How to Plan Your Care When Living Without a Spouse or Child
Aging Matters

Planning for long-term care is difficult enough even when you have a child or spouse to help out. But not having anyone to rely on will add more pressure to an individual's later stage of life. Even my parents didn't want to be a burden on me or my siblings, but in the end we were their "senior care" support. The family is the backbone of elder care today in the America.

The National Caregiver Alliance says there are 65 million people in the U.S. who provide care for an aged, a chronically ill, or a physically challenged family member or friend during any given year. In 2010, the number of caregivers for a person over 80 was seven to one. That number shrinks to four to one in 2030, and three to one by 2050.

The sum of adult children caregivers does not sustain the growing demand to help the old and frail. As the boomers age, the number of family caregivers will take a dive.

Worries of the Single Aging People Living Alone

The single people living alone have more to worry about than just growing frail. What happens if one develops a form of dementia or breaks a limb? My sisters and I face this dilemma, but so do many of our friends and kinfolks.

Most of us live with one or more of the following predicaments:

  • We never married
  • We never remarried
  • Spouses died
  • Children live away
  • Or we have no children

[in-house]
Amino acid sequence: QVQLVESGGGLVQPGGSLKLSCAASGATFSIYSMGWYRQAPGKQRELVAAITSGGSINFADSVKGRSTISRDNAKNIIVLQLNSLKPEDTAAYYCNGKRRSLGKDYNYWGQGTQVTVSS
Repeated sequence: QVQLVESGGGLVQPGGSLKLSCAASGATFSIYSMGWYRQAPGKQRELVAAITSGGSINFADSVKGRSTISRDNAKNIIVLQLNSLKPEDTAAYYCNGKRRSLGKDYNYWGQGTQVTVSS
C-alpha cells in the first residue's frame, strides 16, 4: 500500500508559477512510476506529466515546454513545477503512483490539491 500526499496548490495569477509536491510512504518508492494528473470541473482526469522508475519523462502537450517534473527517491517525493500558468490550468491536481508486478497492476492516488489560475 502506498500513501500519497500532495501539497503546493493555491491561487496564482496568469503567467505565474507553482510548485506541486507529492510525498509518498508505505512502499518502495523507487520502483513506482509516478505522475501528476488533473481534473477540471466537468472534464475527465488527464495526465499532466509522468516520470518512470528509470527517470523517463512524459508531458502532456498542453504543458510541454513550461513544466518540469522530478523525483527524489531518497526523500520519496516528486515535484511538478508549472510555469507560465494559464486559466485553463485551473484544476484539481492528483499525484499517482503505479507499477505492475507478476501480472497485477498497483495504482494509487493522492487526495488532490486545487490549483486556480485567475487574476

If you fall in one or more of these categories, here's how to manage old age:

  • Adopt a (trusted) friend or family who lives near and assign part of your will to them. Get advice from an elder law attorney before taking this step.
  • Negotiate long-term care with the nieces and nephews.
  • Live in a joint household of trusted "extended" family members and friends and help one another.
  • Find an elder law attorney who specializes in chronic care advocacy.
  • Get a will, a living will or other advance directives, a health care proxy, power of attorney and consider long-term care insurance. Check out the Five Wishes website.
  • Learn the local transportation options before you're required to stop driving.
  • Get a hobby, eat healthy, make friends, attend church, join a support group and the senior center.
  • Check with the local Department of Aging to understand your long-term care support and service options.

If you have access to the Internet, get to know these organizations:

  • Family Caregiver Alliance, caregiver.org, (800) 445-8106.
  • National Family Caregivers Association, nfcacares.org, (800) 896-3650.

The suggestions outlined here require research, due diligence and the advice of an elder law attorney. It's important to make preparations before a decline. Proper planning adds an element of dignity to the elderly years.



Part of the Aging Matters Weekly Syndicated Column

Aging Matters is a weekly column tackling everyday challenges that our growing elderly population and their loved ones face. It is also published in a variety of syndication partners including newspapers all over the country.

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